Vendors and advocates want fewer restrictions and easier permitting as the pandemic pushes people to spend more time outdoors
* Street vending illegal or heavily regulated in many U.S. cities
* Advocates say vendors crucial to post-COVID economic recovery
* Various U.S. cities, states moving to decriminalize vending
By Carey L. Biron
WASHINGTON, May 5 (Thomson Reuters Foundation) - Since losing her job in 2018, Nekia Hattley has been selling vegan desserts at farmers' markets and on the streets of Los Angeles. Today, with COVID-19 pushing people outdoors, she sees a potential new revenue surge – but there's a catch.
Street vendors selling food are subject to stringent policies, including what type of cart they can use and where they can prepare the food, and adhering to them is complicated and expensive, said Hattley.
"People usually start street vending because they're trying to make a means for themselves, starting from ground zero," Hattley told the Thomson Reuters Foundation, adding that the rules are "impossible - it's crazy."
Some cities are trying to change that, with several key legal advances across the country making it easier and cheaper for street vendors to operate.
But at a time when financial experts suggest small outdoor businesses could play an important role in the country's post-pandemic economic recovery, vendors and charities say the changes are not happening fast enough.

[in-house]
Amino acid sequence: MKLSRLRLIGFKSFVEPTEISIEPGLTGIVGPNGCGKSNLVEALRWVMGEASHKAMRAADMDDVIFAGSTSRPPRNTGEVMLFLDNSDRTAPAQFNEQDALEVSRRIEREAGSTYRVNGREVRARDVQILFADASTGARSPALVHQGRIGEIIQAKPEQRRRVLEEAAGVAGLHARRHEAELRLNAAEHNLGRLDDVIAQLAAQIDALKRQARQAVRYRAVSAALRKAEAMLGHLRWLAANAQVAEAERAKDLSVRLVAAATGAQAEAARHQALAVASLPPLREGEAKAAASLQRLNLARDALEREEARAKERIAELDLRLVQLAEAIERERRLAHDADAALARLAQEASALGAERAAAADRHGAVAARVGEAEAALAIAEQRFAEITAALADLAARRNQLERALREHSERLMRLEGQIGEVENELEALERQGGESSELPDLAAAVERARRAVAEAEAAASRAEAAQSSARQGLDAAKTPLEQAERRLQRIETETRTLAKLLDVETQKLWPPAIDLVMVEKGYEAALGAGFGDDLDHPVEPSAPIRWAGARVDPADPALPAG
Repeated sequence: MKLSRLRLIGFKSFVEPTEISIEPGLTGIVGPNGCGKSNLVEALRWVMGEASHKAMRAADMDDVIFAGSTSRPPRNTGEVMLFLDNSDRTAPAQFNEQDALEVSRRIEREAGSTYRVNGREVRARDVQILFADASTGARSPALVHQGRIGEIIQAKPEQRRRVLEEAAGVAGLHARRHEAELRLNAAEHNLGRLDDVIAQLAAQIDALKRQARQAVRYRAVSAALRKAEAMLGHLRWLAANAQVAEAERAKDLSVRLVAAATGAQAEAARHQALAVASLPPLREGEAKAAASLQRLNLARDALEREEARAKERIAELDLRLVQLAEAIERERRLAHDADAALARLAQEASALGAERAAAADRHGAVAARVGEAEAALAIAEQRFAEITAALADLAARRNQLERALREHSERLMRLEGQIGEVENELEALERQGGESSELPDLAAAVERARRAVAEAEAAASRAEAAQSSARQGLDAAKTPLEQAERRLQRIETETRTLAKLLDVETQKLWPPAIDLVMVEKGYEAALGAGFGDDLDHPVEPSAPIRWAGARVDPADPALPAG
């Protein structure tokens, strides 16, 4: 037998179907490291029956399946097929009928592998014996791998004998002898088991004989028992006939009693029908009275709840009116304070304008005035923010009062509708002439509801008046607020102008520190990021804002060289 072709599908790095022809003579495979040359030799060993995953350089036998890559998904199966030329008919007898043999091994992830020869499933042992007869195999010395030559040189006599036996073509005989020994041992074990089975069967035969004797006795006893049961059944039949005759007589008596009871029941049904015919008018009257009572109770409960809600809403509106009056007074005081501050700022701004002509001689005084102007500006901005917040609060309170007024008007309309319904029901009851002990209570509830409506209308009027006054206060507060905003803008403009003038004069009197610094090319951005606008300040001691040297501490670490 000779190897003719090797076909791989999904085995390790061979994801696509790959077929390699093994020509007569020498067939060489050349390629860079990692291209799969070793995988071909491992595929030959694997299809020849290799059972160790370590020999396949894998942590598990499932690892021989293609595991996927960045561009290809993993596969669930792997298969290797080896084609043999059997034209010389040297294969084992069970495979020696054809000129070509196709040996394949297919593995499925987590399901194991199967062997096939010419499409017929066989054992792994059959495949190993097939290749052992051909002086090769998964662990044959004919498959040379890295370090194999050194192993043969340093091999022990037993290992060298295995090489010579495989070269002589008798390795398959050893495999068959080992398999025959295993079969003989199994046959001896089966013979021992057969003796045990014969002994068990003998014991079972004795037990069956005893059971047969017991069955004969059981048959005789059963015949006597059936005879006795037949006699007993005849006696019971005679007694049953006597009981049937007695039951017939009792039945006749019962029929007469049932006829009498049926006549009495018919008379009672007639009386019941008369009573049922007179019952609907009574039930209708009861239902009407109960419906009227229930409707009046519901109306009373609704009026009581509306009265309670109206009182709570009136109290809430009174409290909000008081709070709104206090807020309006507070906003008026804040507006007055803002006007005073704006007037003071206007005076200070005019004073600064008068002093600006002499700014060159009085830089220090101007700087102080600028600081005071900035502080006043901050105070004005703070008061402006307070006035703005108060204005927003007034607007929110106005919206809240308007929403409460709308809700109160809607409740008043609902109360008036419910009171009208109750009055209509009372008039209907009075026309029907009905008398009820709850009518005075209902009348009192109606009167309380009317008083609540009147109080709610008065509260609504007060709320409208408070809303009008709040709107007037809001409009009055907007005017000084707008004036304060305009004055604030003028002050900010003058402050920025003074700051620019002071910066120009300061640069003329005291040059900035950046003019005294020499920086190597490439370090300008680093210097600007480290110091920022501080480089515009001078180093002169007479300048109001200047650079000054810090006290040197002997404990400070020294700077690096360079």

Los Angeles started a new system last year, with about 10% of the city's more than 15,000 street vendors now holding permits, said Paul Gomez, a spokesman with the city's Department of Public Works.
"Sidewalk vending is such an integral part of the City of Los Angeles and we want to ensure it's done safely and legally," he said.
The Los Angeles County Department of Public Health, which permits all retail food sales in the county, said vendors' equipment must meet state health and sanitation requirements.
"Some vendors are unable to make that financial investment. Public Health wants to help those who need assistance to come into compliance with state law," said the emailed statement.
Rudy Espinoza, executive director of Inclusive Action for the City, a nonprofit, said many cities are missing the benefits of supporting street vendors.
Sellers tend to source their products locally, use public transit and pay to use commercial kitchens, while they also make public spaces safer and attract new customers to neglected commercial corridors, Espinoza said.
"There's this economy around each vendor that we need to think about - it's not just that one person, but an ecosystem," he said.
Street vending is crucial to a local area's economic health, Espinoza added, and the pandemic has been hugely disruptive to many – but also offers an opportunity.
"Now it's all about open-air, drive-through and pick-up - and who's been doing this the whole time?" he asked.
Yet vendors, advocates and academics say that in many places street vending is being held back by onerous regulation, outdated local governance, and biased and misinformed perceptions.
"There's no respect for street vendors, who are looked at as vagabonds instead of business owners. They're looked at as riffraff," said Hattley.
The U.S. Department of Labor did not respond to a request for comment.
Hattley's perception is widely shared in cities across the country, said Catherine Brinkley, who teaches community development at the University of California, Davis.
Selling street food is illegal in many cities, she said, and in places where vending is not banned outright, regulations make it absurdly difficult to make a living selling food in a public space.